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Veronica Salazar from San Ysidro strung up and beaten in Michigan

Showing signs of sickness in Imperial Beach

Was Veronica Salazar strung up like a piñata and beaten to death in Michigan? Does anybody care? When the San Diego mother of three was murdered last September 1, the event rated 74 words in the Associated Press.

"Cadillac, Michigan: Authorities are continuing to investigate the slaying of a 36-year-old woman at a rest area. Veronica Salazar, of the San Diego area, was killed sometime Tuesday. She was last seen in the Cadillac area Monday evening. Police are releasing few details on the killing because the investigation is still in progress. The last time Ms. Salazar was seen, she was carrying a small green backpack and carrying a white plastic garbage sack."

Two months later, in San Ysidro, they haven't forgotten. "Who did that?" says Estela Hernandez, Veronica's mom. Tears spring to her eyes. "Justice! We must find out. Not just to let this crime go."

"[The newspapers] just put out, 'Oh, it was a Hispanic homeless person, we'll put it on the back page,' " says Veronica's sister, Arcelia. "A homeless person is always somebody by the trash can. They're homeless, they're nobody."

We're sitting in Mrs. Hernandez's San Ysidro apartment, part of the blue and gray Vista Terrace Hills complex. Facing us is a large framed color picture of Veronica. She gazes down on us from above the novenario altar set up in her honor. She looks like a saint. The candles and the large wooden cross and the white sheet beneath the votive candles are the setting for nine days of prayers to help her transit to heaven, because, as her mother says, she "didn't have time to confess."

The loving tribute contrasts with Veronica's violent death 2000 miles away, in the woodlands between Lake Michigan and Lake Huron. Two miles out of the farming town of Cadillac (population around 10,000), at a highway rest stop, someone beat her and strangled her with a rope in what police there are calling a particularly vicious murder.

The news took a day to come south. Wednesday, September 2, Estela and Arcelia, a copy operator with a legal copying company, were about to go to the store.

"We saw two guys coming [to the door]," says Arcelia. "My mama thought they were from a Bible [group]. So she said, 'Tell them to come back later. Not right now, because I have to go to the store.'"

"And they go, 'This is very important, so it had better be now.' They showed [Mom] a picture. They said, 'Is this Veronica Salazar?' Mom broke down. I'm here going, 'What?' And they say that they had found [Veronica] murdered up in Michigan. That's how we found out. I'm like, 'Oh my God!' "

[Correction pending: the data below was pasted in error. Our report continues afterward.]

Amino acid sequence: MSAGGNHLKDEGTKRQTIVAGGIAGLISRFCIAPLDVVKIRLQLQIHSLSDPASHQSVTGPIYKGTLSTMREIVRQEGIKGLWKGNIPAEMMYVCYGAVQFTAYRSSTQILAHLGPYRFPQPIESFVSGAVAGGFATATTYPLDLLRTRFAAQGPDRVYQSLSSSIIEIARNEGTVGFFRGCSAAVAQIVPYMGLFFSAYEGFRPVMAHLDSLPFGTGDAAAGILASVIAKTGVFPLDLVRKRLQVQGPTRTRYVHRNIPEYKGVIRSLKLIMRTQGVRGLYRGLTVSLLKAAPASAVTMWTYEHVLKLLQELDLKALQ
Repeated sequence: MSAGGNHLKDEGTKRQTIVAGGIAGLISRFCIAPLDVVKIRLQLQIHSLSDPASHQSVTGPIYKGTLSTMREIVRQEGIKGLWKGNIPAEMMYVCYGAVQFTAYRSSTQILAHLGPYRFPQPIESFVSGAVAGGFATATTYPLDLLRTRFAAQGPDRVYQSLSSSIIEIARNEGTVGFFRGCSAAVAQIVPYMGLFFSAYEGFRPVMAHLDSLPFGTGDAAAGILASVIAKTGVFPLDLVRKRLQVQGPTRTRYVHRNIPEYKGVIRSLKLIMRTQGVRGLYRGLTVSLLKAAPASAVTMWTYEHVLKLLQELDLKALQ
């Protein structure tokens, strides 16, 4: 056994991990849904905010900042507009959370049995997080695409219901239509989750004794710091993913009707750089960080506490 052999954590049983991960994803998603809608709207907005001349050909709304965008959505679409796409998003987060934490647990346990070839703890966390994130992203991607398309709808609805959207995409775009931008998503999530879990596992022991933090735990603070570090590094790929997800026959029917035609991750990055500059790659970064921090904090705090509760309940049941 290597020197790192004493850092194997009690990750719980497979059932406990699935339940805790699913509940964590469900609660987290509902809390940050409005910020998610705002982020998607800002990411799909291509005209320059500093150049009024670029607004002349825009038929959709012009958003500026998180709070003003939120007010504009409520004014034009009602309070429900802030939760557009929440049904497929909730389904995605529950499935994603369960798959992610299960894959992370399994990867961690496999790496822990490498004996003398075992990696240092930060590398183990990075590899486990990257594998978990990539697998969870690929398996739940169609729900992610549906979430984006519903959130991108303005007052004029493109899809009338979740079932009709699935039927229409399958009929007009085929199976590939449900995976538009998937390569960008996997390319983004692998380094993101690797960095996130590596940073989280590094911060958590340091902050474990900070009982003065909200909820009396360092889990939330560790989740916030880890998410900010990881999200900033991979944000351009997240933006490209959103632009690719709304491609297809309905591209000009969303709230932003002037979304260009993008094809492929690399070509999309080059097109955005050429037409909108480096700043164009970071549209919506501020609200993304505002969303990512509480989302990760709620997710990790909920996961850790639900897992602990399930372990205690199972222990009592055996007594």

It was worse when they found out how Veronica had died.

"Cranial cerebral trauma, and suspension asphyxia," says Dr. John G. Steigerwald, Cadillac's Mercy hospital pathologist who completed the death certificate's "cause of death" section. "Both of those mechanisms are listed in the death report as a cause of death because the occurrences were almost simultaneous, and they both contributed to her death."

"[This kind of murder] is the only one in this area that I can find since the keeping of history that matches the same circumstances. I have never seen a case like this," says Detective Don Fowler, of the Michigan State Police, speaking by phone from Cadillac.

"Death was caused by multiple head trauma and strangulation. She was alive during both," he says. "[The body was discovered by] an employee of the Michigan Department of Transportation. We believe [the murder] occurred at the rest stop [where she was found]."

Outside of that Fowler is tight-lipped. Does he feel the murder was committed by someone in town or out of town? "The investigation is still ongoing."

Was she sexually assaulted? "The investigation is still ongoing."

Yes, other agencies have been brought in, including "the FBI, Wexford County Sheriff's Department, and multiple posts from the Michigan State Police."

Can he report progress in the search for a suspect? "The investigation is still ongoing."

But what was Salazar doing up in Cadillac in the first place?

"I don't know," says her mom, Estela. "She had no money, no nothing. She was homeless. She had been homeless for a year. They threw her out of her apartment [on Dairy Mart Road] a year ago."

Representatives from Michigan social services confirm she had been wandering around the town for two days at the end of August. She was picked up twice, once on an off-ramp, when she was released after claiming she had a car that had broken down. Then again, in town. Sheriffs brought in a social worker to evaluate her. This was Monday, August 31. Salazar was examined, declared not to be a danger to herself or others, and ordered released.

The next day she was dead.

She hadn't always been a street person. As a child, Veronica Salazar had been one of the most promising of Mrs. Hernandez's eight children. "She was quiet," Mrs. Hernandez says. "But she was intelligent. She went to Silver Wing elementary, Montgomery Junior High-Middle School, and Montgomery High School. When she was 14, 15, 16, she was [helping run] a McDonald's. She had her own car."